Making Biochar with a Gasification stove.

In search of faster, simpler, and cleaner ways to make biochar in your back yard.

In trying to come up with better ways to make biochar at home I have been doing quite a bit of reading on “gasification” stoves. There are numerous youtube videos and articles on DIY Gasification camp stoves. A gasification stove differs from a normal combustion stove in that it is designed to generate heat at least in part by circulating the wood gas that is released from the fuel, combining the gas with oxygen and injecting it back into the combustion chamber. The result is supposed to be a cleaner more efficient burn with less harmful gasses and particulates exhausted into the environment. In addition, by burning the wood gasses from the fuel and not the wood itself I was intrigued by the possibility of using this kind of stove as a means to make biochar.


Looking at the Youtube videos one thing became readily apparent: Most stoves that are advertised as “gasification stoves” are not really gasification stoves at all. That is, most of them have large primary air holes at the bottom of the burn chamber and small secondary holes at the top. In diagram these stoves look something like this:

While the diagram looks valid, when I built one of these stoves I was disappointed in the results. The stove produced few flames from the top holes, burned barely hot enough to boil a cup of water, and produced quite a bit of smoke. Worst of all, when the burn was finished, most of what remained was ash.

I was pretty sure the problem lay in the design of the stove. Placing the air intake below the primary holes I felt would virtually ensure that the majority of air entering the stove would get sucked into the lower holes and go towards standard combustion. And little if any wood gas Downdraft would be created.

In order to get true gasification – that is, to create a true down draft that would suck wood gas out the bottom holes to combine with fresh air to combust at the top of the burn chamber – it seemed logical that the stove would have to be redesigned such that the air intake was located above the lower holes. By this manner air entering the air intake would be heated from the fire within, travel upward creating suction that would pull wood gas from the lower holes.

To further encourage the upward flow of gas and air I felt that the lower holes should be smallest, the air intake holes slightly larger and the upper holes should be larger still. The concept was to create a chimney effect that would create an upward draft and suction to pull the wood gas through the bottom holes.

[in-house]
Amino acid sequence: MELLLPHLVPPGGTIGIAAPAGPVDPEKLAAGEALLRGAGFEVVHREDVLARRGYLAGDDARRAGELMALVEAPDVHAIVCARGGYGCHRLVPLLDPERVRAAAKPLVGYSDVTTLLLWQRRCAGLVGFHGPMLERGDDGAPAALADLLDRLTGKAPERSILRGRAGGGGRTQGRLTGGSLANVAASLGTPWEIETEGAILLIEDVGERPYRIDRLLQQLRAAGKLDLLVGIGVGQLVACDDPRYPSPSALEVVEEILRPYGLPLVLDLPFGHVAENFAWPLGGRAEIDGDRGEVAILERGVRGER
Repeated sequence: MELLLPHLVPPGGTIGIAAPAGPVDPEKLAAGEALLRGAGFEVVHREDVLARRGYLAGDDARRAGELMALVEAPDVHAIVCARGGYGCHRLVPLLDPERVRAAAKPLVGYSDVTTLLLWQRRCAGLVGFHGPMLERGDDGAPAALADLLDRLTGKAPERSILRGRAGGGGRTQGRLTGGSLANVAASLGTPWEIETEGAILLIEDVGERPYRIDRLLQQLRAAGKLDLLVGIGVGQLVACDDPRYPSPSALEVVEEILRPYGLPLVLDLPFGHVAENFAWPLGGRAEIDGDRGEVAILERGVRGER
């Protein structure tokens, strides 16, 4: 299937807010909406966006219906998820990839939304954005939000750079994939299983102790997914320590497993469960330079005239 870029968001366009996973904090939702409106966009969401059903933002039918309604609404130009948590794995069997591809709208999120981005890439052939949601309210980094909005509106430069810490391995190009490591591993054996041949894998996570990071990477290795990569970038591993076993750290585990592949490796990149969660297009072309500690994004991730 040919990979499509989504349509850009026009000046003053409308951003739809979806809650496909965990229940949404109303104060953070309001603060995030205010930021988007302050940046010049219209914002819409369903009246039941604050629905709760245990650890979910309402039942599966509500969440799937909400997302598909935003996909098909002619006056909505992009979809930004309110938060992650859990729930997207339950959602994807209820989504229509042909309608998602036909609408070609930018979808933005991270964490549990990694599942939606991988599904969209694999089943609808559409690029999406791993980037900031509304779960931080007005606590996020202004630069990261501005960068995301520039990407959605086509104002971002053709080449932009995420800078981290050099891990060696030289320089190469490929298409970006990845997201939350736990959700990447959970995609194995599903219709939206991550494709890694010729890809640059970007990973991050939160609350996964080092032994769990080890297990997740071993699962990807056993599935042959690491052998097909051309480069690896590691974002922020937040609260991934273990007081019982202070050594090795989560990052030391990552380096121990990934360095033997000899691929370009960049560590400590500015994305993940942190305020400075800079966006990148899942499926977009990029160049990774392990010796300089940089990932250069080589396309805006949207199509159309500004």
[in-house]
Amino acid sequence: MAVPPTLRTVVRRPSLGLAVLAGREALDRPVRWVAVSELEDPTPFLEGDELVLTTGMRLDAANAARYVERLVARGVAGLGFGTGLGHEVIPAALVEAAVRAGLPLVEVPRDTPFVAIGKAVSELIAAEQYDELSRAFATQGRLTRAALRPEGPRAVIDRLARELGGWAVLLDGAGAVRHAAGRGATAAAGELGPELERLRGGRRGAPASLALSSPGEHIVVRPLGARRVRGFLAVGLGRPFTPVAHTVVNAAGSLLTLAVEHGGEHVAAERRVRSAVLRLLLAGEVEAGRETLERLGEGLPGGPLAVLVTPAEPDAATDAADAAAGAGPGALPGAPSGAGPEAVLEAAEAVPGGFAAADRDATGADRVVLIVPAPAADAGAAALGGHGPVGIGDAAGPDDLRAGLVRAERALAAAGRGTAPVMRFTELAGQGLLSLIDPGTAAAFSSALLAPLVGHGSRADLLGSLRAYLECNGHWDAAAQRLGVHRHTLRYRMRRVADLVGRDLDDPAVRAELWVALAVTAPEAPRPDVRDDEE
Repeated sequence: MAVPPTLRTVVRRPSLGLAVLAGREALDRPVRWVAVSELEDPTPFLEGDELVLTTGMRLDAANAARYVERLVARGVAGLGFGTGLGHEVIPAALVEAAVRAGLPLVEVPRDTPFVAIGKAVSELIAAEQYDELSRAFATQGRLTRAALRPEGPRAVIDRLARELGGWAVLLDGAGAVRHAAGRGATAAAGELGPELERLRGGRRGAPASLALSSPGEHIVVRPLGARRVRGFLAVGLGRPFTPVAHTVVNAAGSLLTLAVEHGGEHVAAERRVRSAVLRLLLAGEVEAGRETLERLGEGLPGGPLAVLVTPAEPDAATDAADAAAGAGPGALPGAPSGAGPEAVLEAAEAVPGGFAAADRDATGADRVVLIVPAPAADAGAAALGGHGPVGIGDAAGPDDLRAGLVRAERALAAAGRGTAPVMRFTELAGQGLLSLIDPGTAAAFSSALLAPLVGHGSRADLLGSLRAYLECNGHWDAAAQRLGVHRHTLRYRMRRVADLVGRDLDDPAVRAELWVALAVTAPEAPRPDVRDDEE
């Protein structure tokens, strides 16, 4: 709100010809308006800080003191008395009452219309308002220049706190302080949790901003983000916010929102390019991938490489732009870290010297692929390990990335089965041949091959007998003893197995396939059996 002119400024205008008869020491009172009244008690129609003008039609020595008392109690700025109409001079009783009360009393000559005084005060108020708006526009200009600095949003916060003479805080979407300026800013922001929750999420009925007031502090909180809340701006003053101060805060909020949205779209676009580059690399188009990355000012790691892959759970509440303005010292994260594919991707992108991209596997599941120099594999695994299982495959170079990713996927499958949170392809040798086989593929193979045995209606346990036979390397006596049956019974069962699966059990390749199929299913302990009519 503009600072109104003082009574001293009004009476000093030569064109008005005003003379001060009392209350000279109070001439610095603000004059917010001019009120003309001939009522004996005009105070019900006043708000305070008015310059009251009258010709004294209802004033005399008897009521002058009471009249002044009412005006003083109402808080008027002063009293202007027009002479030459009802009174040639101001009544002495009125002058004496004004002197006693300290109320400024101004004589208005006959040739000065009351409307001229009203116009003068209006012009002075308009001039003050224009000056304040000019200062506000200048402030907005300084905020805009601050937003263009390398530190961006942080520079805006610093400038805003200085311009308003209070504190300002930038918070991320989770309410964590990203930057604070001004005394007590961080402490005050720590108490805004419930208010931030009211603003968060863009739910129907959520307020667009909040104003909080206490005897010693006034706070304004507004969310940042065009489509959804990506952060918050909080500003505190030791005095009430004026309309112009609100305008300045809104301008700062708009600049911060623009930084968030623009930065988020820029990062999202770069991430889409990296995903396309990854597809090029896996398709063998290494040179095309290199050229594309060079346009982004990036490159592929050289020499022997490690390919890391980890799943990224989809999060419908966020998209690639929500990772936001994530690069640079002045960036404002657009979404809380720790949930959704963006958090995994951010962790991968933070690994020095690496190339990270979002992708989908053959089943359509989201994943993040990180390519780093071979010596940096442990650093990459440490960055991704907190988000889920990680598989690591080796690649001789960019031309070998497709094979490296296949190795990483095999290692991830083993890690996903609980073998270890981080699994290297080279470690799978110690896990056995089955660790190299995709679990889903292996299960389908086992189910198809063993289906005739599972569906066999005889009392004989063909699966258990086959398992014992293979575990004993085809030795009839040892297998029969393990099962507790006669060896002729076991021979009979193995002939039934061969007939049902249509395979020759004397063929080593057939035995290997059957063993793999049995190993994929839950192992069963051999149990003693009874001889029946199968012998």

In Diagram it would look like this:

I decided to build a number of stoves to test out my theory. The results were quite encouraging. The new paint can stoves burned longer and hotter with less smoke and much less ash produced. Furthermore there were visible flames jetting from the top holes.

The last tweak to this design idea I wanted to try out was to make the outer can into an inverted cone shape. In this manner I hoped to create a Venturi effect to aid the suction of wood gas through the bottom holes. I decided to add an extra can around the whole thing to further insulate the burn chamber and make the resulting combustion that much more complete.

In Diagram the new design looked like this:

At my local junkyard I found two cans that were almost perfect dimension for this experiment. I added a length of stovepipe for the outer can and put the whole thing together.


Worried I may have reduced the holes too much and that the stove would not draw well, at the last minute I decided to add a vent stack to the whole thing. I needn’t have worried. When I lit the stove, the draw was so strong the gasification flame shot up like a torch.

Best of all, the burn produced a substantial amount of char and very little ash!


While this design may not be practical as a camp stove, it shows great promise as a biochar stove. In the coming weeks I will be experimenting at upscaling this design to produce larger amounts of biochar. I will try different hole sizes and size and shape of containers. I will report my findings here.

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